Jan 24 2020
In a shocking move, Planters killed their monocle-wearing spokesnut Bartholomew Richard Fitzgerald-Smythe—a.k.a Mr. Peanut—this week, in a 30-second spot ahead of the Super Bowl. He was 104. In the ad that has been viewed over a million times, Mr. Peanut is driving the nutmobile with actor Wesley Snipes and another man when it gets knocked off the side of a cliff. While hanging from a tree, Mr. Peanut intentionally falls off the branch in order to save the two men before an explosion below confirms his death. His official Twitter account @MrPeanut (now titled “The Estate of Mr. Peanut”) tweeted in the announcement, which now has 107,000 likes. Planters said his funeral service will be hosted during the big game. While many on social media mourned his death, some celebrated it as the demise of capitalism, and others agree that the act highlights the “surreal hellscape of Brand Twitter.” In an era where Millennials find bizarre marketing appealing, this Planters campaign shows how far brands are willing to go to capture people’s attention.
Dolly Parton posted a meme this week, and everybody is joining in on the “social challenge” party. The meme—a four-photo mosaic showing the difference between LinkedIn, Facebook, Instagram, and Tinder photos—has quickly become a major social media trend as celebrities and brands post their own versions. Stars like Miley Cyrus and the Jonas Brothers jumped aboard the Dolly train to share their photos for what many are not referring to as the #DollyPartonChallenge, #CanDoItAllChallenge, or the #SocialChallenge. Meanwhile, brands like Shake Shack and Netflix—who even put their own twist on it—didn’t miss the marketing opportunity.
Popular meme creator George Resch—known as @tank.sinatra on Instagram where he has 2.2 million followers—has a new account, and it’s already gained 410,000 followers in just a week. @influencersinthewild outs online creators for the desperate measures they’ll take for photos on Instagram with submitted footage of them staging “impromptu” photos. The reality behind the perfect pics is usually not pretty. While Resch told BuzzFeed News that it’s a way to “sniff out any fakers,” he said it’s mostly all fun and games. In one post, he clarifies “this page is not about shaming people or trying to troll “influencers”. At most it’s a neutral documentation of a massive shift we’ve undergone as a society where people literally will take pictures ANYWHERE at ANY time to make sure they have content for their social media. We all wanna look cute.”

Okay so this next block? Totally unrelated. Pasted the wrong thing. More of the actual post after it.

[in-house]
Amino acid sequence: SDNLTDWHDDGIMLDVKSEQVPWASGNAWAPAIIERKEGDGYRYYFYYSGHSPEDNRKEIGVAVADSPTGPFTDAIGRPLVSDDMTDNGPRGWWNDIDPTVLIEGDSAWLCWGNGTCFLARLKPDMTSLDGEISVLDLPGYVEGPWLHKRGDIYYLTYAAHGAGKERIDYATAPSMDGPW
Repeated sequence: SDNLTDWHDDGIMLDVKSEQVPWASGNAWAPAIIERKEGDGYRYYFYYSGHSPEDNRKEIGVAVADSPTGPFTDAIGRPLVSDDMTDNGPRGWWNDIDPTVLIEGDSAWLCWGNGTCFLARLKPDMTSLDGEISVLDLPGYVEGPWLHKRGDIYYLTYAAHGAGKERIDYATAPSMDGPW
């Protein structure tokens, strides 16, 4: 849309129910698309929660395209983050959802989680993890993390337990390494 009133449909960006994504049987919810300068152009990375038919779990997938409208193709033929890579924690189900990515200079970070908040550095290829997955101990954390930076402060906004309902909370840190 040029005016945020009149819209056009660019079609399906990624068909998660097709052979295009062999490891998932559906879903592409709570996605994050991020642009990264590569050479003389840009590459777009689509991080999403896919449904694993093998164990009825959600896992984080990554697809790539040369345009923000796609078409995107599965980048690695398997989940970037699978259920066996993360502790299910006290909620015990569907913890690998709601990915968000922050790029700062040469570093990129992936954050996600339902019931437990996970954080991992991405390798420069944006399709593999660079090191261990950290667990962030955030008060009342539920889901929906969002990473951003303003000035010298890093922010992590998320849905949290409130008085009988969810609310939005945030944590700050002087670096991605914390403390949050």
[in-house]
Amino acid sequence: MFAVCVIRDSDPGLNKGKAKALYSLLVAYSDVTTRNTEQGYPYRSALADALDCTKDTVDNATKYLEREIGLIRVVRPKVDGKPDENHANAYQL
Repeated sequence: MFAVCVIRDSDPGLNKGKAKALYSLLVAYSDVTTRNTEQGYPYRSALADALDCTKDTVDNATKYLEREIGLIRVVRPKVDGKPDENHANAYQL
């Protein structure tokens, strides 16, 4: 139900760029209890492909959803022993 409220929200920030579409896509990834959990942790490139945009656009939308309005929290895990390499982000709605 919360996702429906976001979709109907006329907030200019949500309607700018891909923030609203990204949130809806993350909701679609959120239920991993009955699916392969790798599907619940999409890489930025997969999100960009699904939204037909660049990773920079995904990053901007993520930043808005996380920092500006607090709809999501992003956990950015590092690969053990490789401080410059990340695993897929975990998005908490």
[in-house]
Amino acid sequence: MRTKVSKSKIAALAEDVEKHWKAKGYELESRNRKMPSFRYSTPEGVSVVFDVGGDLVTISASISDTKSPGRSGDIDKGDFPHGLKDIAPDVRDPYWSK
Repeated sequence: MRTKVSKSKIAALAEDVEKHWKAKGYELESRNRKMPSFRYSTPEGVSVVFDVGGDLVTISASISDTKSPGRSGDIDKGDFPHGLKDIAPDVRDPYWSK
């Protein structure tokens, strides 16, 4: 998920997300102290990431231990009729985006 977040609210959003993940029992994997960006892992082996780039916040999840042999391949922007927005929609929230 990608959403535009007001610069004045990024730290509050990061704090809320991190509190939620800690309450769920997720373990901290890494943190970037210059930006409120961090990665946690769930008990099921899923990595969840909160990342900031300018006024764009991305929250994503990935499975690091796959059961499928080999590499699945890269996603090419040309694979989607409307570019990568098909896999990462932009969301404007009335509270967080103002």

Netflix dropped the full trailer for their Taylor Swift documentary Miss Americana, and it’s building up serious hype. The film doesn’t premiere on Netflix until January 31, and the trailer already received three million views within 24 hours. It’s already receiving early praise at the Sundance Film Festival, and we know it’ll be a hit with Gen Z and Millennial viewers who chose Swift as the top musician who best represents their generation. With the video streaming wars ongoing, original content like this will be a way for Netflix to maintain their viewership with young consumers, who still choose the platform as their top streaming service to watch content on weekly.
#MyHeartWhen #Nosepainting is the latest TikTok trend (you kind of just have to see it).
The teen’s petition to move the Superbowl to Saturday gets over 20,000 signatures.
A makeup artist on TikTok transformed herself into Timothée Chalamet.
Roddy Rich’s “The Box” just might be the “Old Town Road” of 2020.
After years, Hunger Games finally gets a prequel series—but it’s about President Snow and reactions are mixed.
Everyone is obsessed with a Starbucks barista that looks like Harry Styles.
Riverdale’s Cole Sprouse is producing (and starring) in a new fiction podcast.
Mean Girls is getting a movie based on the musical, which is based on the original movie.
New Netflix teen drama I Am Not Okay With This wants to “fill the Stranger Things-shaped hole in your life.”
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